Dear Tom and Ray:

My husband just cannot break himself of old habits, and I'm wondering it if is doing any damage to the car. After years of driving a manual shift, we bought a completely automatic small, foreign-made car. Instead of letting the motor and its automatic functions just take over as he approaches a stop, he changes to a lower gear, stating something about "that's what compression is for." After stopping, he puts it back in Drive and we continue on. I know it's unnecessary, but is he hurting something on the car by doing this? - AliceRAY: Your husband is shiftless, Alice. He obviously misses the thrill of changing his own gears, and his frustrated play-shifting is driving you nuts. You wrote to us in hopes that we would give you the mechanical ammunition you need to tell him to cut it out.

TOM: But the truth is, he's not really hurting anything by downshifting as he comes to a stop. Unless he's shifting into second gear at 50 or 60 miles an hour, he's just doing something that the transmission would have done by itself anyway. The only thing he might wear out over time is the shift linkage, but that's not a big deal.

RAY: There is one manual transmission habit that IS bad for automatics, however. If he shifts into Neutral when he comes to a stop, you should tell him to cut that out immediately. Moving the shifter back and forth between Neutral and Drive loads and unloads the drive train unnecessarily, and that does wear things out - big things.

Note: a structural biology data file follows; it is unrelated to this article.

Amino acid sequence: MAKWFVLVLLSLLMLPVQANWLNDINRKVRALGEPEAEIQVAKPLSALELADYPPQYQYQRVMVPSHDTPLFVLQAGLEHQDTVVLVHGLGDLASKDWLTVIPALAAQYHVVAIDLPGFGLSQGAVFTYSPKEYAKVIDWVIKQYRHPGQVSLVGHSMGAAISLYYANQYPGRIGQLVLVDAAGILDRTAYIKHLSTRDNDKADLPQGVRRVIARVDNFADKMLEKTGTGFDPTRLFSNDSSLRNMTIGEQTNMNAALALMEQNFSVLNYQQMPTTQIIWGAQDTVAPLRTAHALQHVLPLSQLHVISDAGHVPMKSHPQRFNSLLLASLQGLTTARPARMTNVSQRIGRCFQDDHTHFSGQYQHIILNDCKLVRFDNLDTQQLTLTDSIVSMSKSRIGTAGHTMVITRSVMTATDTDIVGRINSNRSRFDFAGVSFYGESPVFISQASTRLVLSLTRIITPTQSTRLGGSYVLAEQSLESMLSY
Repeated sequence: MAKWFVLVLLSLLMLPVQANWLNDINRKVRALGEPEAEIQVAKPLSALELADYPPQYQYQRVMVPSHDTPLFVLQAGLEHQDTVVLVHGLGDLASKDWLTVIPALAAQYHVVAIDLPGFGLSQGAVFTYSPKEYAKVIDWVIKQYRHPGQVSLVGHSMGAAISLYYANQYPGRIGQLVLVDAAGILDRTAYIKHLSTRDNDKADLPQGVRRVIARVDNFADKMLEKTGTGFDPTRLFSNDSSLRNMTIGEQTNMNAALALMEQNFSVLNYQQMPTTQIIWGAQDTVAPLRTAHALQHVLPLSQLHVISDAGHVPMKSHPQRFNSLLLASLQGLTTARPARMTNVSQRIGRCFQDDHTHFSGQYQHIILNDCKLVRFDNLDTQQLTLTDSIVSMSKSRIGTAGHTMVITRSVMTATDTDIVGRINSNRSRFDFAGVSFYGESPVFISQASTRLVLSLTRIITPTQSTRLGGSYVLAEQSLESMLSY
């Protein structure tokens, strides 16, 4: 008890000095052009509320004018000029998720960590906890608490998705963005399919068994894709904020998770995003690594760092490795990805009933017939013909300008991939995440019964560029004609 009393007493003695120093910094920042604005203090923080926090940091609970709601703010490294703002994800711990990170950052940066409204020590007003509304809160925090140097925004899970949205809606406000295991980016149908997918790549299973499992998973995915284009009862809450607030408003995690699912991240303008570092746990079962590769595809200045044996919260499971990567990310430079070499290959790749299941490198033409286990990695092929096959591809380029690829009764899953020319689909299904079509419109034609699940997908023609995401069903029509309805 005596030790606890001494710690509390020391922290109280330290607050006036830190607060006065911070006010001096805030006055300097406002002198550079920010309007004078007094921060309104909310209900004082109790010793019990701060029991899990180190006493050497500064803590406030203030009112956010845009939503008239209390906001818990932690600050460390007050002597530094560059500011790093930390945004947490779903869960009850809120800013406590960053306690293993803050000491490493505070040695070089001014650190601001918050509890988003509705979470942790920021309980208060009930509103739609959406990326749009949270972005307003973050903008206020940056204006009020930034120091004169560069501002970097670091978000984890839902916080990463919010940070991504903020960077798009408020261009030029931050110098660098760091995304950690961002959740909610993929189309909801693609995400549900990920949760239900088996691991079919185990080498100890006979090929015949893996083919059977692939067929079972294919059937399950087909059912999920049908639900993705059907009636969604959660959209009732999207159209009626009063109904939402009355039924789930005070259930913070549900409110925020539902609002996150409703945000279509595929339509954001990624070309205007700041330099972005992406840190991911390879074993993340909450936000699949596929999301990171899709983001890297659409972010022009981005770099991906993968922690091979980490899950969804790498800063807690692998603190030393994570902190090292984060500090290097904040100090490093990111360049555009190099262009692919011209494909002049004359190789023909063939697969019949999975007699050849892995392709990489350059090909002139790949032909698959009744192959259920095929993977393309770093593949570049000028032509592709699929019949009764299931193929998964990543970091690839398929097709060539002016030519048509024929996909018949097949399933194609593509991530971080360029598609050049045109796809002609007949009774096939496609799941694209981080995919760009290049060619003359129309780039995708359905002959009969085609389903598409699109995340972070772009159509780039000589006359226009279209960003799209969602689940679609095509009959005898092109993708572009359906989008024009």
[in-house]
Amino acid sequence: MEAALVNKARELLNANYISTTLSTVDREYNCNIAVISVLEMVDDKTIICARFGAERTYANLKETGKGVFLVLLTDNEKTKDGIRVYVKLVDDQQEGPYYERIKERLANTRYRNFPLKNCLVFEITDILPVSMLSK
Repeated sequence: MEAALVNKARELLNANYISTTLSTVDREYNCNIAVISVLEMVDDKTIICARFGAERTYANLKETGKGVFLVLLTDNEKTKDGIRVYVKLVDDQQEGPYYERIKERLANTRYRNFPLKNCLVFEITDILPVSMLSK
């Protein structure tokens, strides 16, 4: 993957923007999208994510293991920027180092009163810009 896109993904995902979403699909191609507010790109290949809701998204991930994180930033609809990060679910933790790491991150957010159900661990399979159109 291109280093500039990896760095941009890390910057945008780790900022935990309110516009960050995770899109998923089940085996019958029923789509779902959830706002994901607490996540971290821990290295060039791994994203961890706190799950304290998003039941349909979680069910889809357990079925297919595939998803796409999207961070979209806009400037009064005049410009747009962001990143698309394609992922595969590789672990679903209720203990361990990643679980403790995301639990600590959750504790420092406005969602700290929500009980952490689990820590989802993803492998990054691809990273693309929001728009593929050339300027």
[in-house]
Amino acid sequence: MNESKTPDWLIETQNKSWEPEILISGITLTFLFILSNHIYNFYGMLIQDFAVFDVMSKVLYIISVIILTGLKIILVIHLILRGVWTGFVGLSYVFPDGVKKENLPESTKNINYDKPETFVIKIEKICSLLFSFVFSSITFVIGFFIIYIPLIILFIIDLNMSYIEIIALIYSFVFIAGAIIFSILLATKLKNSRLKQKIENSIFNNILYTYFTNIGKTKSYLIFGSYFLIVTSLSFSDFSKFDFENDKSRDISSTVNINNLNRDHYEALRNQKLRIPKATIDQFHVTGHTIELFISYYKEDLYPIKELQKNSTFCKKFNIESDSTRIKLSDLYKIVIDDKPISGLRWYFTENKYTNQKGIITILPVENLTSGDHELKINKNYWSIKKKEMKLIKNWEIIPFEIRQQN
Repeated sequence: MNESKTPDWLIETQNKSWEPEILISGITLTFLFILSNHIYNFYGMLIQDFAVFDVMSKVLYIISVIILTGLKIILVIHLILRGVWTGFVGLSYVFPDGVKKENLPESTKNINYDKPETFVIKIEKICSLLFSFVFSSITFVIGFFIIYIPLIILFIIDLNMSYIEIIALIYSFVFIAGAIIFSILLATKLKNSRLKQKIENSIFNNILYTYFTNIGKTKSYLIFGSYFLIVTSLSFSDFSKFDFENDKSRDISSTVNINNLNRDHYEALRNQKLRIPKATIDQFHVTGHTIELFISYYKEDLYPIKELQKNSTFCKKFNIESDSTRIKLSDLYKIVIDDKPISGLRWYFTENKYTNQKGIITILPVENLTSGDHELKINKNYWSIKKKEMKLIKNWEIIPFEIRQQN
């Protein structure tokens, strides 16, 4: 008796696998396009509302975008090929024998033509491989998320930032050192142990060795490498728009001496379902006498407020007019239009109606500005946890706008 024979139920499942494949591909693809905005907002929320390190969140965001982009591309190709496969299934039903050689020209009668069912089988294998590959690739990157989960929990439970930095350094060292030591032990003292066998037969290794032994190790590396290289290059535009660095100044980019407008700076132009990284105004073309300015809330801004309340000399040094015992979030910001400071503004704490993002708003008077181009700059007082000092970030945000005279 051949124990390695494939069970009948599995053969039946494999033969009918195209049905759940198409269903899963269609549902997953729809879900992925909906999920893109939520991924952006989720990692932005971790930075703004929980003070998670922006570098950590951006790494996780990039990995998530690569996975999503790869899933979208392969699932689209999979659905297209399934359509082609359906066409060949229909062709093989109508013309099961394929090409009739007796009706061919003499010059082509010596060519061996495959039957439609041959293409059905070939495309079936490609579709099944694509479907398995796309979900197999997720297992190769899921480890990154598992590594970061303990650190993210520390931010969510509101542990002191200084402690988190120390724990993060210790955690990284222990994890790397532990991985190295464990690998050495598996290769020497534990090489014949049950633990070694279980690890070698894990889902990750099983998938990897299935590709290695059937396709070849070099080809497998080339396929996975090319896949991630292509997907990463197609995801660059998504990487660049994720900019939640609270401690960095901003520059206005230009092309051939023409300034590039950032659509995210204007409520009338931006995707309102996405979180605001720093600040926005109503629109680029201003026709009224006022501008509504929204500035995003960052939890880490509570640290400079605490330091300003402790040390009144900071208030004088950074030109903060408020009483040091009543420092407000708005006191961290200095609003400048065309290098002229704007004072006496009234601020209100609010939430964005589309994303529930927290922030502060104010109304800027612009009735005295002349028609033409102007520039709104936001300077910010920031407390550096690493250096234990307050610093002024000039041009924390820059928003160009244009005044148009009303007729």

TOM: I think you should take a different approach, Alice. Remember, you can catch more flies with honey than with those light zappers. If you want him to stop fiddling with the transmission, give him something better to fiddle with. I don't know . . . get him one of those radios with an incomprehensible 45-band equalizer.

Dear Tom and Ray:

Is there a paper published for advertising classic and antique cars? I have a 1968 Pontiac Tempest in excellent condition that I would like to sell. - Dorothy

RAY: Well, Dorothy, the trick to selling a "classic" car is finding some screwball who, for some inexplicable emotional reason - probably based on some steamy teenage experience - absolutely cannot live without your car. I should warn you that it's not easy to tap into this network of screwballs.

TOM: How much you want for it, Dorothy?

RAY: I stand corrected, Dorothy. I guess it's easier than I thought. Anyway, there are a couple of good publications to try. One is a newspaper out of Iola, Wis., called Old Cars Weakly.

TOM: That's Old Cars WEEKLY, you knucklehead, which I happen to subscribe to.

RAY: Oh yeah, I almost forgot. He was their 1971 poster boy. The other publication, which my brother also reads himself into dreamland with, is Hemmings Motor News, which comes out of Bennington, Vt. Placing ads in Hemmings or Old Cars Weekly ought to give you a sense of how much interest there is in your Pontiac. And if you're really lucky, you might attract the interest of a bonafide collector (a screwball with money). Good luck, Dorothy.

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